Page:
It’s important that engarde not get in your way. Your task is hard enough without a bunch of assertions cluttering up the logic of the code. And yet, it does help to explicitly state the assumptions fundamental to your analysis. Decorators provide a nice compromise.


Each checks takes a DataFrame, arguments necessary for the check, asserts the truth of the check, and returns the original DataFrame. If the assertion fails, an AssertionError is raised and engarde tries to print out some informative information about where the failure occurred.

The exceptions to the above rule are for generic assertions verify, verify_all, and verify_any. These take an additional argument, assertion_func, a function taking a DataFrame and returning some kind of booleans. You can think of any of the built-in checks, like none_missing as special cases of the generic verify functions where assertion_func has been fixed.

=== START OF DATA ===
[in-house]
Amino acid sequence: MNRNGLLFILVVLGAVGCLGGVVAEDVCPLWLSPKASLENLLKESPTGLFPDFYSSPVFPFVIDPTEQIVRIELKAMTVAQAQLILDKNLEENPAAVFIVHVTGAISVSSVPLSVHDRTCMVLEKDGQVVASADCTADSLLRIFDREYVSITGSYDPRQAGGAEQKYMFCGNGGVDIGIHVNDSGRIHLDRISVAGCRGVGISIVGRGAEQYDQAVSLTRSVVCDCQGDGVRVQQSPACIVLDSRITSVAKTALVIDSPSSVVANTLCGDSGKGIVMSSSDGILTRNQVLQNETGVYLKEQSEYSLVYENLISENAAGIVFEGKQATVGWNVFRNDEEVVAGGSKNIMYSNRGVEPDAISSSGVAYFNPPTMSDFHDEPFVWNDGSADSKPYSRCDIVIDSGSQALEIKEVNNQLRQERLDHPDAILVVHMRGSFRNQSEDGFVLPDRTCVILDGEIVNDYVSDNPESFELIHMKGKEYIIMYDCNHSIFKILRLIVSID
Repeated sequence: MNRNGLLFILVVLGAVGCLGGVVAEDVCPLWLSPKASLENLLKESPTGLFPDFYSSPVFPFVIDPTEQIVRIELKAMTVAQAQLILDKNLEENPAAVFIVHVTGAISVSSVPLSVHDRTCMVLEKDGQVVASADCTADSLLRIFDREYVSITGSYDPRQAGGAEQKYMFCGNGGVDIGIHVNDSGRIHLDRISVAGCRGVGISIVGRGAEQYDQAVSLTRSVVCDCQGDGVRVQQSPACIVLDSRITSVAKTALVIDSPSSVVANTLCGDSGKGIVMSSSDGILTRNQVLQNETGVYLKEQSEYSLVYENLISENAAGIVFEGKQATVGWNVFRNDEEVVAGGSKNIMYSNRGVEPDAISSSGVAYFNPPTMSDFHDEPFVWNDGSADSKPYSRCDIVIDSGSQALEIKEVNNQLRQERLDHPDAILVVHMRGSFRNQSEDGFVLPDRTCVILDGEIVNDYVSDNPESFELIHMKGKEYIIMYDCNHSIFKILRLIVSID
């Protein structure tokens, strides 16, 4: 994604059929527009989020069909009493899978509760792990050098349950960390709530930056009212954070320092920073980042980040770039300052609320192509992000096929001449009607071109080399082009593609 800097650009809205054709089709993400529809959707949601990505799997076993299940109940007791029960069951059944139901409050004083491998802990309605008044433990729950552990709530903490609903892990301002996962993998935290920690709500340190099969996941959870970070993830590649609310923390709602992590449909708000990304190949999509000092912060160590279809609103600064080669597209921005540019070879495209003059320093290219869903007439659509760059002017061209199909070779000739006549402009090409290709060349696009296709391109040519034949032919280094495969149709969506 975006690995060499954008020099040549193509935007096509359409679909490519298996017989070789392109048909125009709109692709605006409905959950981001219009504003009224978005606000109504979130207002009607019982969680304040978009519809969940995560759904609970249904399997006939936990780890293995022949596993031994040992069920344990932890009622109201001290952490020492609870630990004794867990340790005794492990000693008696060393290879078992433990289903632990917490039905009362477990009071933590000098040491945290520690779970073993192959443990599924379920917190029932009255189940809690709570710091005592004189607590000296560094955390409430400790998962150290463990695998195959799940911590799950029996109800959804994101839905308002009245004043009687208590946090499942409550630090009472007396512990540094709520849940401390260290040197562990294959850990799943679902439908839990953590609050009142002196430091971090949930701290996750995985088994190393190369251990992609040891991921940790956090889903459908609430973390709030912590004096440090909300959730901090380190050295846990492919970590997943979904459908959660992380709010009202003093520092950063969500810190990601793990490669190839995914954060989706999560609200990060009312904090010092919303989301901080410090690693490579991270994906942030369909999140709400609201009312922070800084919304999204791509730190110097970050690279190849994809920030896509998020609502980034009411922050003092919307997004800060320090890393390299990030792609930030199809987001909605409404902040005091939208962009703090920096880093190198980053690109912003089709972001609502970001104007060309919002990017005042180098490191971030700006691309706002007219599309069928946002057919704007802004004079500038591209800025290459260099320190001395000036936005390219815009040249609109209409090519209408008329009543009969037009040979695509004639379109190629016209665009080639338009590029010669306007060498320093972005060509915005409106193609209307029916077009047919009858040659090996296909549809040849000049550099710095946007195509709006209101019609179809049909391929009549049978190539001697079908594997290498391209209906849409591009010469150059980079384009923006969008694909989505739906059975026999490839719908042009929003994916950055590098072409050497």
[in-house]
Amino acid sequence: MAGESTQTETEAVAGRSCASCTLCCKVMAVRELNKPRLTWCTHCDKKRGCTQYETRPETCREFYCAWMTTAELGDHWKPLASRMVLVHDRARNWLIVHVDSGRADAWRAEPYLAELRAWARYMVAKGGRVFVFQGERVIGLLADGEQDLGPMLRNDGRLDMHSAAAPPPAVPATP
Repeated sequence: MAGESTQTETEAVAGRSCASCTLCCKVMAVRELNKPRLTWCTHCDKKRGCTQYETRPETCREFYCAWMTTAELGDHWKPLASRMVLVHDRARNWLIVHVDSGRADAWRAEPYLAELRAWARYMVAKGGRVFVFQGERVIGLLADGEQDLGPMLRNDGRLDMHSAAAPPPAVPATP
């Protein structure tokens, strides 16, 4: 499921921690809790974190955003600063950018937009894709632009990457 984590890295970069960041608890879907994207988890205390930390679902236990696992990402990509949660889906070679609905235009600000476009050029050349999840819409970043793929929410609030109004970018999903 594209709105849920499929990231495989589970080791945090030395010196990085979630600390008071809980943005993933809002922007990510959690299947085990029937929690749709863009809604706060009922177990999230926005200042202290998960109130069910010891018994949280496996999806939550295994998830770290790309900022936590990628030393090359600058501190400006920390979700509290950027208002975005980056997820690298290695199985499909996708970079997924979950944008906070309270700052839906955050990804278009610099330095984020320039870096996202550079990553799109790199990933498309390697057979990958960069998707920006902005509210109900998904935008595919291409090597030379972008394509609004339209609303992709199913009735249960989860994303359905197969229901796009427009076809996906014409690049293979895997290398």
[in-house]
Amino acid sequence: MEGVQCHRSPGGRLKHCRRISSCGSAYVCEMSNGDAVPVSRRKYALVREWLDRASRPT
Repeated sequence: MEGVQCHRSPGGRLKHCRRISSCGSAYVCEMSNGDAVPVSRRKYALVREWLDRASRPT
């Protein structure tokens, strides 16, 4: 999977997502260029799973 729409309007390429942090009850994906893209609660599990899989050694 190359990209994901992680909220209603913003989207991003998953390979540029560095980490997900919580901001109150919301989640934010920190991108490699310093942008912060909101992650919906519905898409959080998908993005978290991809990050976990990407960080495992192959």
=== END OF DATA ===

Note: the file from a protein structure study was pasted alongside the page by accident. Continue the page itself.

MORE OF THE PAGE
Each check has an associated decorator. The decorator simply marshals arguments, allowing you to make your assertions outside the actual logic of your code. Personally, this is the most compelling use-case for engarde. You have a data source that pushes updates to a dataset. The updates are (or should be) similarly shaped. Perhaps you have some automated reporting derived from the dataset, and you wish to fail early if a crucial assumption is violated.